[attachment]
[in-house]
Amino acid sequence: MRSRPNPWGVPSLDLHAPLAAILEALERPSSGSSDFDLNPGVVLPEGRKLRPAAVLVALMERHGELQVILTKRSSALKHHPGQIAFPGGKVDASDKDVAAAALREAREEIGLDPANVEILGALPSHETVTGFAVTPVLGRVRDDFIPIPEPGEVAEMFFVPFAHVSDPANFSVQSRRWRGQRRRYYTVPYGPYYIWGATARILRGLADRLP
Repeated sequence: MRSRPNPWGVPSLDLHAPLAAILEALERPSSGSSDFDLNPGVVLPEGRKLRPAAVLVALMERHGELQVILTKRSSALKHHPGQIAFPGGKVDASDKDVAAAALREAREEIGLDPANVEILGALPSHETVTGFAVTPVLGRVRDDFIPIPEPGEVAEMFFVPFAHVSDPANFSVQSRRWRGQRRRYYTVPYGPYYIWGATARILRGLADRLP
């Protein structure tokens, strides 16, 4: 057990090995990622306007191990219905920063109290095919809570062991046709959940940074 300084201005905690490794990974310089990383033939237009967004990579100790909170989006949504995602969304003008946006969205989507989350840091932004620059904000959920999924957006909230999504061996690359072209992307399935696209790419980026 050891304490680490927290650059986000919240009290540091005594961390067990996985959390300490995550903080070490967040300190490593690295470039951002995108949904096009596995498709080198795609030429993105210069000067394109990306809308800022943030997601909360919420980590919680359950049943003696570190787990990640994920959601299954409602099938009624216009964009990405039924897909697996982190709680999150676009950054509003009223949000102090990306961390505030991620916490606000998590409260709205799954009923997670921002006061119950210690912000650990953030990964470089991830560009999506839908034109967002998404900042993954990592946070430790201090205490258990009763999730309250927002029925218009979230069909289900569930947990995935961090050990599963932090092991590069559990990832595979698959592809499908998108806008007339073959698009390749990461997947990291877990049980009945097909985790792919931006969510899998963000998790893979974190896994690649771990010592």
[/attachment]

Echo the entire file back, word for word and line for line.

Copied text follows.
[in-house]
Amino acid sequence: MRSRPNPWGVPSLDLHAPLAAILEALERPSSGSSDFDLNPGVVLPEGRKLRPAAVLVALMERHGELQVILTKRSSALKHHPGQIAFPGGKVDASDKDVAAAALREAREEIGLDPANVEILGALPSHETVTGFAVTPVLGRVRDDFIPIPEPGEVAEMFFVPFAHVSDPANFSVQSRRWRGQRRRYYTVPYGPYYIWGATARILRGLADRLP
Repeated sequence: MRSRPNPWGVPSLDLHAPLAAILEALERPSSGSSDFDLNPGVVLPEGRKLRPAAVLVALMERHGELQVILTKRSSALKHHPGQIAFPGGKVDASDKDVAAAALREAREEIGLDPANVEILGALPSHETVTGFAVTPVLGRVRDDFIPIPEPGEVAEMFFVPFAHVSDPANFSVQSRRWRGQRRRYYTVPYGPYYIWGATARILRGLADRLP
């Protein structure tokens, strides 16, 4: 057990090995990622306007191990219905920063109290095919809570062991046709959940940074 300084201005905690490794990974310089990383033939237009967004990579100790909170989006949504995602969304003008946006969205989507989350840091932004620059904000959920999924957006909230999504061996690359072209992307399935696209790419980026 050891304490680490927290650059986000919240009290540091005594961390067990996985959390300490995550903080070490967040300190490593690295470039951002995108949904096009596995498709080198795609030429993105210069000067394109990306809308800022943030997601909360919420980590919680359950049943003696570190787990990640994920959601299954409602099938009624216009964009990405039924897909697996982190709680999150676009950054509003009223949000102090990306961390505030991620916490606000998590409260709205799954009923997670921002006061119950210690912000650990953030990964470089991830560009999506839908034109967002998404900042993954990592946070430790201090205490258990009763999730309250927002029925218009979230069909289900569930947990995935961090050990599963932090092991590069559990990832595979698959592809499908998108806008007339073959698009390749990461997947990291877990049980009945097909985790792919931006969510899998963000998790893979974190896994690649771990010592």